With the battle to crush ISIL in its Iraqi stronghold of Mosul now in its ninth week, the government is trying to play down concerns about the slow pace of progress.
Elite troops have retaken a quarter of the city but they are facing fierce resistance from the extremist group also known as Daesh.
Visiting the frontline on Monday as thousands of police readied to join the offensive, Prime Minister Haider al-Abadi tried to ease fears, saying the recapture of cities such as Ramadi and Baiji from ISIL had taken four times longer than the Mosul campaign so far.
Speaking directly to the people of the city, Abadi said:
“We are coming to liberate you. Rest assured, it is a matter of time. Time is on our side. We will eliminate Daesh. They have no place among us. I ask you to receive and greet the Iraqi forces, as people have done in the liberated areas.”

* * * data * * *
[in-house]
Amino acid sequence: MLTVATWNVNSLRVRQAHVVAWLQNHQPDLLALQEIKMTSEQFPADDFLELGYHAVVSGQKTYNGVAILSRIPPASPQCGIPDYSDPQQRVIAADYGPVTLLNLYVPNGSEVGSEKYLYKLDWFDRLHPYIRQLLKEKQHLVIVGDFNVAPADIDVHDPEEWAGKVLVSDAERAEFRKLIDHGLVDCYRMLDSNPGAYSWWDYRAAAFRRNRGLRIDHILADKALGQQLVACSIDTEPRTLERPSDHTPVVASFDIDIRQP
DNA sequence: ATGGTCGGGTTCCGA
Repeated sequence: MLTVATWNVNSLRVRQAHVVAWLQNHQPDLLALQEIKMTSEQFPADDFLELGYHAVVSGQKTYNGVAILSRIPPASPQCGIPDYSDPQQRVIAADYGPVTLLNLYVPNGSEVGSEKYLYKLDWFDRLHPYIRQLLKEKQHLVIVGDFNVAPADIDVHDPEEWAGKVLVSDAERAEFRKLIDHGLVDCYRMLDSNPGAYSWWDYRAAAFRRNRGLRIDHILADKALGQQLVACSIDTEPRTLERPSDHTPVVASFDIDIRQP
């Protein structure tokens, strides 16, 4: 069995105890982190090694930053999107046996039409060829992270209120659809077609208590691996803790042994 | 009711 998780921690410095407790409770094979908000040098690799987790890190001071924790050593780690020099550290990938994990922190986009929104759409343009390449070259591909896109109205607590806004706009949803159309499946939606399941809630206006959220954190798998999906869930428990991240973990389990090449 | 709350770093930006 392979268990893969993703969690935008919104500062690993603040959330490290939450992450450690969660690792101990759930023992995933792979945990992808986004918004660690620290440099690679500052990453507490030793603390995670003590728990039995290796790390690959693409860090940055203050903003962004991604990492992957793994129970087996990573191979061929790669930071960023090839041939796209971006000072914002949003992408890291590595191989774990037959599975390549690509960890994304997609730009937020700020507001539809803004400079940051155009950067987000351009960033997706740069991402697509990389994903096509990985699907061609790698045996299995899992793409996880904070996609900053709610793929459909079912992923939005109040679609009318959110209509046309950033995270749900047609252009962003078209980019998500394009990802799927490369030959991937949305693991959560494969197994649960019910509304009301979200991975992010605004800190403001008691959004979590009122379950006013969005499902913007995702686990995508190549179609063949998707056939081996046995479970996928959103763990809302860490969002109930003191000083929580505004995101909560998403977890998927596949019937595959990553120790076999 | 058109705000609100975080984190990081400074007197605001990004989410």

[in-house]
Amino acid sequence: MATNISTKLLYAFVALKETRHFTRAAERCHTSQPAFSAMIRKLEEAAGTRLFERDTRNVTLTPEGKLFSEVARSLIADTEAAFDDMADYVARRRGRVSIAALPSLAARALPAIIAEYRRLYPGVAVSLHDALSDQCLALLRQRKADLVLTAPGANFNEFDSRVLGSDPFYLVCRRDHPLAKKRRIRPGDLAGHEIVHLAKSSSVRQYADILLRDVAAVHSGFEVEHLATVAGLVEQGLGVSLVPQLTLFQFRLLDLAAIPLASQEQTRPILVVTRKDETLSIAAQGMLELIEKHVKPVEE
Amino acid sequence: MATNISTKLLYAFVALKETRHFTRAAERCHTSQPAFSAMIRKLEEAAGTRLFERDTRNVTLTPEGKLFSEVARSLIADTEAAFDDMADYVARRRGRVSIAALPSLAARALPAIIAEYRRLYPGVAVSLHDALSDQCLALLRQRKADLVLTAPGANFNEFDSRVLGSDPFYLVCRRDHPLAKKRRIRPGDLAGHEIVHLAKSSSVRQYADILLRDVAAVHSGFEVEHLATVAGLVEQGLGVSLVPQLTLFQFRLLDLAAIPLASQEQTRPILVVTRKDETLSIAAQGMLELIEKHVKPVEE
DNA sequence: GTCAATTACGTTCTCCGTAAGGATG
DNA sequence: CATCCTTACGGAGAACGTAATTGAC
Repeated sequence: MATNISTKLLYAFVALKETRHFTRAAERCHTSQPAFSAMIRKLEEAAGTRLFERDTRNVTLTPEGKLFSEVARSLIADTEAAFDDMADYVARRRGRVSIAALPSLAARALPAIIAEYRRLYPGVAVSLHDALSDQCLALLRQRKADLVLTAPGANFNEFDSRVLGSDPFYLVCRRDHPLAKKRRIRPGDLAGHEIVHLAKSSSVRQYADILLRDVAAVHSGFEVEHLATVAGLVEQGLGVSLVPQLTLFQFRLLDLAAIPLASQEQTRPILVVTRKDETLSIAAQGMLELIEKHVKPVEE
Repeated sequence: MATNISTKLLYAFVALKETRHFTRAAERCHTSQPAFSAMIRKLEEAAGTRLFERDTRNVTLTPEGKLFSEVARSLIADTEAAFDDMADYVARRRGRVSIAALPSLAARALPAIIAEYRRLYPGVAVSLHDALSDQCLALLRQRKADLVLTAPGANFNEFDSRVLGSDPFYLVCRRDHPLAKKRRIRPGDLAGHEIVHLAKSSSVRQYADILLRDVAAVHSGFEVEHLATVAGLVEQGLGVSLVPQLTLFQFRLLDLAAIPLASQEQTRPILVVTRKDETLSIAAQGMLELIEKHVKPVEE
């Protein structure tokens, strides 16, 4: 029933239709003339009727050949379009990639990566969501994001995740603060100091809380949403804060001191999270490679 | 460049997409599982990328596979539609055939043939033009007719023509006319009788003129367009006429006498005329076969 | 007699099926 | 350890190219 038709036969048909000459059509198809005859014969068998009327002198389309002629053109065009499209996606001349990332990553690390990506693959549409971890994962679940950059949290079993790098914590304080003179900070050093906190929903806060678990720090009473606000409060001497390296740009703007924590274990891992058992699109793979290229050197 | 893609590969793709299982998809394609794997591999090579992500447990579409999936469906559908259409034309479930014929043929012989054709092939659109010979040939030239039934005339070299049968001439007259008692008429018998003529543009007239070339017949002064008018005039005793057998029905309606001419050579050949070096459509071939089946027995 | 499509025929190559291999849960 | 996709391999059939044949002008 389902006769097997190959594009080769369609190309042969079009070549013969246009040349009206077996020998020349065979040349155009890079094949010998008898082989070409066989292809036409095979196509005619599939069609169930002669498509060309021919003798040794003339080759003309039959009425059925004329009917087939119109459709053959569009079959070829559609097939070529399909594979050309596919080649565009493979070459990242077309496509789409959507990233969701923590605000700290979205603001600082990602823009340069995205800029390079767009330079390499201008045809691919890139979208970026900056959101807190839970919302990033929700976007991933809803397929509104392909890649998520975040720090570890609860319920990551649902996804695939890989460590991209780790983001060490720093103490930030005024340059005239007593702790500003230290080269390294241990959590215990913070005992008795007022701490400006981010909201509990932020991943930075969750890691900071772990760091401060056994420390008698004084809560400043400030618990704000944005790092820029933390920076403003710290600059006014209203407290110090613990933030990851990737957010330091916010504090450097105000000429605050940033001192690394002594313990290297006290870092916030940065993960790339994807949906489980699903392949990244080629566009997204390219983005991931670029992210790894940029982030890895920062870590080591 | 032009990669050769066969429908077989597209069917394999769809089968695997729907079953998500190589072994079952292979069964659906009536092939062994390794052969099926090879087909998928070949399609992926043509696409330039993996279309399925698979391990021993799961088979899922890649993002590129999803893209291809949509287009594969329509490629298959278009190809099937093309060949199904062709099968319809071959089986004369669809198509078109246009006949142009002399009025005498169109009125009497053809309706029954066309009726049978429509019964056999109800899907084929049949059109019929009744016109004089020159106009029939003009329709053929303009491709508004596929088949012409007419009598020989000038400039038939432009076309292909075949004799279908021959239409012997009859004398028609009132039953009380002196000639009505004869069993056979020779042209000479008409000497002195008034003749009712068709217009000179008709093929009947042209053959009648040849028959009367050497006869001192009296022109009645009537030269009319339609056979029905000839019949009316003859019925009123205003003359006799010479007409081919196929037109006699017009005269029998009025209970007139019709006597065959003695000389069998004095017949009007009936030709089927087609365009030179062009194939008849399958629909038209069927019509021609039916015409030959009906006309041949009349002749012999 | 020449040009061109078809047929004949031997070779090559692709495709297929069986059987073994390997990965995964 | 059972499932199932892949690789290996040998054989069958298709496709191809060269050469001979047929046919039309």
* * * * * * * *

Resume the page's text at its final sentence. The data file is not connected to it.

Abadi said the United States and other allies must continue to support Iraq’s battle against what he said was a global threat posed by the militants.
The prime minister, who spoke to Donald Trump last month, said the president-elect promised “not just to continue American support but to increase it”.
Tens of thousands of people have been displaced from Mosul and nearby towns and villages by the fighting. The International Organisation for Migration (IOM) puts the figure at 93,576.
Despite the gruelling US-backed campaign, some of those displaced have decided to return to their neighbourhoods. Security forces say people can choose whether to head home and that advice on safety is given.
While some wrestle with that decision, many thousands more are trapped in Mosul, held by ISIL as human shields.
In all, 1 million people are likely to be still living in areas of the city held by the so-called Islamic State group. And, with the militants largely sealed off, civilians are enduring increasingly siege-like conditions, with shortages of fuel, food and water as winter sets in.